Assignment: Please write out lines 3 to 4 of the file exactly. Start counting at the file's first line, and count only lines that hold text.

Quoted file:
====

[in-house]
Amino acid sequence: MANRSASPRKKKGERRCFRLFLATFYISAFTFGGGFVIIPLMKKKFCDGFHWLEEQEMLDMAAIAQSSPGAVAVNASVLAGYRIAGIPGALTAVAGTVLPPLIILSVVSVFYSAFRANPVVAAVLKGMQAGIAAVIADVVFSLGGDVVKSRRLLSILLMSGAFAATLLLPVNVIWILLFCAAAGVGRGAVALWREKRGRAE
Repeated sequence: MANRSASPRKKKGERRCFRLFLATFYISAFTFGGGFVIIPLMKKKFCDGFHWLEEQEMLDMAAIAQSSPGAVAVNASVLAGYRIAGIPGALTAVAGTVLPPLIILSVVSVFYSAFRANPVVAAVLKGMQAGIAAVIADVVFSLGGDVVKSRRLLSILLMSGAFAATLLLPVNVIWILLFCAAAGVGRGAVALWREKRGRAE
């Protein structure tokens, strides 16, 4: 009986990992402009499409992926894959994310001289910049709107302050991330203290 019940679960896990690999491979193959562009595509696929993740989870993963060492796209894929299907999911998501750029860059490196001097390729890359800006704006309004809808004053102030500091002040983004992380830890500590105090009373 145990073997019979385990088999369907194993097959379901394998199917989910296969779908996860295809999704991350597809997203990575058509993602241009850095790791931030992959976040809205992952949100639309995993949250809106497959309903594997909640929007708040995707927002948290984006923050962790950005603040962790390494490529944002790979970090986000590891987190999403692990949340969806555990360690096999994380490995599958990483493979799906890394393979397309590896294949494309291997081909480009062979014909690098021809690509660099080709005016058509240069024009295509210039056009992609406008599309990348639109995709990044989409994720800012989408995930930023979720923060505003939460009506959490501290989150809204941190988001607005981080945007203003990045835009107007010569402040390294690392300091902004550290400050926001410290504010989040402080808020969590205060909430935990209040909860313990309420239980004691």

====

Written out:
Repeated sequence: MANRSASPRKKKGERRCFRLFLATFYISAFTFGGGFVIIPLMKKKFCDGFHWLEEQEMLDMAAIAQSSPGAVAVNASVLAGYRIAGIPGALTAVAGTVLPPLIILSVVSVFYSAFRANPVVAAVLKGMQAGIAAVIADVVFSLGGDVVKSRRLLSILLMSGAFAATLLLPVNVIWILLFCAAAGVGRGAVALWREKRGRAE
């Protein structure tokens, strides 16, 4: 009986990992402009499409992926894959994310001289910049709107302050991330203290 019940679960896990690999491979193959562009595509696929993740989870993963060492796209894929299907999911998501750029860059490196001097390729890359800006704006309004809808004053102030500091002040983004992380830890500590105090009373 145990073997019979385990088999369907194993097959379901394998199917989910296969779908996860295809999704991350597809997203990575058509993602241009850095790791931030992959976040809205992952949100639309995993949250809106497959309903594997909640929007708040995707927002948290984006923050962790950005603040962790390494490529944002790979970090986000590891987190999403692990949340969806555990360690096999994380490995599958990483493979799906890394393979397309590896294949494309291997081909480009062979014909690098021809690509660099080709005016058509240069024009295509210039056009992609406008599309990348639109995709990044989409994720800012989408995930930023979720923060505003939460009506959490501290989150809204941190988001607005981080945007203003990045835009107007010569402040390294690392300091902004550290400050926001410290504010989040402080808020969590205060909430935990209040909860313990309420239980004691």